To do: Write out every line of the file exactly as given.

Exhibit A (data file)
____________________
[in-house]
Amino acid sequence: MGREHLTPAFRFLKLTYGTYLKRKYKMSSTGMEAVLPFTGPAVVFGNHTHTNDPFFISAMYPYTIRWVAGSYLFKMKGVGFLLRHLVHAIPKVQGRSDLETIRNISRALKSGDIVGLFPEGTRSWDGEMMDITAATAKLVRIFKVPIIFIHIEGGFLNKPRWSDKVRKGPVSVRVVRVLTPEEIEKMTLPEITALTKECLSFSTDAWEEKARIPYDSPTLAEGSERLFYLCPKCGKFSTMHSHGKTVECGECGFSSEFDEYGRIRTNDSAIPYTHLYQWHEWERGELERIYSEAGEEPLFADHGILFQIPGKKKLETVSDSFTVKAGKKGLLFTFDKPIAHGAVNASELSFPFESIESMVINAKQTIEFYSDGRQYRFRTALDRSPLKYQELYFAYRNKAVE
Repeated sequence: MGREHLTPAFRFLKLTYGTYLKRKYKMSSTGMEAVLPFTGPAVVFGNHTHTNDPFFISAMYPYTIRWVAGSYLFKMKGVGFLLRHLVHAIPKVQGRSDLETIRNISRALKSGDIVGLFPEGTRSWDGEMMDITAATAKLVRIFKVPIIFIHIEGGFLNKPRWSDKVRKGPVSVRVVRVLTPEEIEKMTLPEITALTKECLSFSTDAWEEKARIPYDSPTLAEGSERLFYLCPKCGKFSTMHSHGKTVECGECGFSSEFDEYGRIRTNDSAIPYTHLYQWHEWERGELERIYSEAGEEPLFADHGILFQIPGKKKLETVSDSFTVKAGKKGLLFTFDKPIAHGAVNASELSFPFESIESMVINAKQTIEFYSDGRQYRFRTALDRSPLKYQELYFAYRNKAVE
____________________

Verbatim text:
[in-house]
Amino acid sequence: MGREHLTPAFRFLKLTYGTYLKRKYKMSSTGMEAVLPFTGPAVVFGNHTHTNDPFFISAMYPYTIRWVAGSYLFKMKGVGFLLRHLVHAIPKVQGRSDLETIRNISRALKSGDIVGLFPEGTRSWDGEMMDITAATAKLVRIFKVPIIFIHIEGGFLNKPRWSDKVRKGPVSVRVVRVLTPEEIEKMTLPEITALTKECLSFSTDAWEEKARIPYDSPTLAEGSERLFYLCPKCGKFSTMHSHGKTVECGECGFSSEFDEYGRIRTNDSAIPYTHLYQWHEWERGELERIYSEAGEEPLFADHGILFQIPGKKKLETVSDSFTVKAGKKGLLFTFDKPIAHGAVNASELSFPFESIESMVINAKQTIEFYSDGRQYRFRTALDRSPLKYQELYFAYRNKAVE
Repeated sequence: MGREHLTPAFRFLKLTYGTYLKRKYKMSSTGMEAVLPFTGPAVVFGNHTHTNDPFFISAMYPYTIRWVAGSYLFKMKGVGFLLRHLVHAIPKVQGRSDLETIRNISRALKSGDIVGLFPEGTRSWDGEMMDITAATAKLVRIFKVPIIFIHIEGGFLNKPRWSDKVRKGPVSVRVVRVLTPEEIEKMTLPEITALTKECLSFSTDAWEEKARIPYDSPTLAEGSERLFYLCPKCGKFSTMHSHGKTVECGECGFSSEFDEYGRIRTNDSAIPYTHLYQWHEWERGELERIYSEAGEEPLFADHGILFQIPGKKKLETVSDSFTVKAGKKGLLFTFDKPIAHGAVNASELSFPFESIESMVINAKQTIEFYSDGRQYRFRTALDRSPLKYQELYFAYRNKAVE